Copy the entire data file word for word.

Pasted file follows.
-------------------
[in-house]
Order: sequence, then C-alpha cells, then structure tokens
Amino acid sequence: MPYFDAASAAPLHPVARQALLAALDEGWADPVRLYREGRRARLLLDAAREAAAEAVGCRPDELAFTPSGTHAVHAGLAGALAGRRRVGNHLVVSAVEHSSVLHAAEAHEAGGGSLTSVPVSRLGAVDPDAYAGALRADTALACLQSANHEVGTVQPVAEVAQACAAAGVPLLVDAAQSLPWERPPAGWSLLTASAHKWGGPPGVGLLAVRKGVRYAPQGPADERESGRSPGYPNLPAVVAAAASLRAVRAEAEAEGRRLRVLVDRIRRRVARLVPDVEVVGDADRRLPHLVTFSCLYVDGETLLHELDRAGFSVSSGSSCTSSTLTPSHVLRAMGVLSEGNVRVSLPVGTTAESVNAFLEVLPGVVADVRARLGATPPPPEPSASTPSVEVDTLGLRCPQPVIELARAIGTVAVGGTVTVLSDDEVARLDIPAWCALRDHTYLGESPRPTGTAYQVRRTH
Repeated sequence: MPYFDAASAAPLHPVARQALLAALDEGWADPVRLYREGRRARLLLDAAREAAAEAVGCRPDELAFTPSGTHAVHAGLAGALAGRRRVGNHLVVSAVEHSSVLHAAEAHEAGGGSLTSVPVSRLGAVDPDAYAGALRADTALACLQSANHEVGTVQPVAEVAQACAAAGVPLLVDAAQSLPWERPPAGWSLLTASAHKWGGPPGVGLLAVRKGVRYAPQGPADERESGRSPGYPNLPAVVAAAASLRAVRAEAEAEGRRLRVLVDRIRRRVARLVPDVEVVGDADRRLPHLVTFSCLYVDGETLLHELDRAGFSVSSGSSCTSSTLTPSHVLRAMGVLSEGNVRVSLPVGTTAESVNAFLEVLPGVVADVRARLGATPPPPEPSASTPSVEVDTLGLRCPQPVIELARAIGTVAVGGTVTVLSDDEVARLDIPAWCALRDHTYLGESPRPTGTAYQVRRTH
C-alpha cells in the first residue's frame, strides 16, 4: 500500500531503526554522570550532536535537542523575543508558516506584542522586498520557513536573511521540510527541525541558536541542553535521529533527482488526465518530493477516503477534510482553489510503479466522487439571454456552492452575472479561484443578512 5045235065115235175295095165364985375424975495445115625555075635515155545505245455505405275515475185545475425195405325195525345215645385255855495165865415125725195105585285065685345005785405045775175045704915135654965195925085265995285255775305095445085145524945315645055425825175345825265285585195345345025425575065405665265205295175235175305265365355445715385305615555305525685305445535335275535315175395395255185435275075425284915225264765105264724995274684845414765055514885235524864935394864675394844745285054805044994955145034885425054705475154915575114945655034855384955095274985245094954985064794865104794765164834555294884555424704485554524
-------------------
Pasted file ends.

[in-house]
Order: sequence, then C-alpha cells, then structure tokens
Amino acid sequence: MPYFDAASAAPLHPVARQALLAALDEGWADPVRLYREGRRARLLLDAAREAAAEAVGCRPDELAFTPSGTHAVHAGLAGALAGRRRVGNHLVVSAVEHSSVLHAAEAHEAGGGSLTSVPVSRLGAVDPDAYAGALRADTALACLQSANHEVGTVQPVAEVAQACAAAGVPLLVDAAQSLPWERPPAGWSLLTASAHKWGGPPGVGLLAVRKGVRYAPQGPADERESGRSPGYPNLPAVVAAAASLRAVRAEAEAEGRRLRVLVDRIRRRVARLVPDVEVVGDADRRLPHLVTFSCLYVDGETLLHELDRAGFSVSSGSSCTSSTLTPSHVLRAMGVLSEGNVRVSLPVGTTAESVNAFLEVLPGVVADVRARLGATPPPPEPSASTPSVEVDTLGLRCPQPVIELARAIGTVAVGGTVTVLSDDEVARLDIPAWCALRDHTYLGESPRPTGTAYQVRRTH
Repeated sequence: MPYFDAASAAPLHPVARQALLAALDEGWADPVRLYREGRRARLLLDAAREAAAEAVGCRPDELAFTPSGTHAVHAGLAGALAGRRRVGNHLVVSAVEHSSVLHAAEAHEAGGGSLTSVPVSRLGAVDPDAYAGALRADTALACLQSANHEVGTVQPVAEVAQACAAAGVPLLVDAAQSLPWERPPAGWSLLTASAHKWGGPPGVGLLAVRKGVRYAPQGPADERESGRSPGYPNLPAVVAAAASLRAVRAEAEAEGRRLRVLVDRIRRRVARLVPDVEVVGDADRRLPHLVTFSCLYVDGETLLHELDRAGFSVSSGSSCTSSTLTPSHVLRAMGVLSEGNVRVSLPVGTTAESVNAFLEVLPGVVADVRARLGATPPPPEPSASTPSVEVDTLGLRCPQPVIELARAIGTVAVGGTVTVLSDDEVARLDIPAWCALRDHTYLGESPRPTGTAYQVRRTH
C-alpha cells in the first residue's frame, strides 16, 4: 500500500531503526554522570550532536535537542523575543508558516506584542522586498520557513536573511521540510527541525541558536541542553535521529533527482488526465518530493477516503477534510482553489510503479466522487439571454456552492452575472479561484443578512 5045235065115235175295095165364985375424975495445115625555075635515155545505245455505405275515475185545475425195405325195525345215645385255855495165865415125725195105585285065685345005785405045775175045704915135654965195925085265995285255775305095445085145524945315645055425825175345825265285585195345345025425575065405665265205295175235175305265365355445715385305615555305525685305445535335275535315175395395255185435275075425284915225264765105264724995274684845414765055514885235524864935394864675394844745285054805044994955145034885425054705475154915575114945655034855384955095274985245094954985064794865104794765164834555294884555424704485554524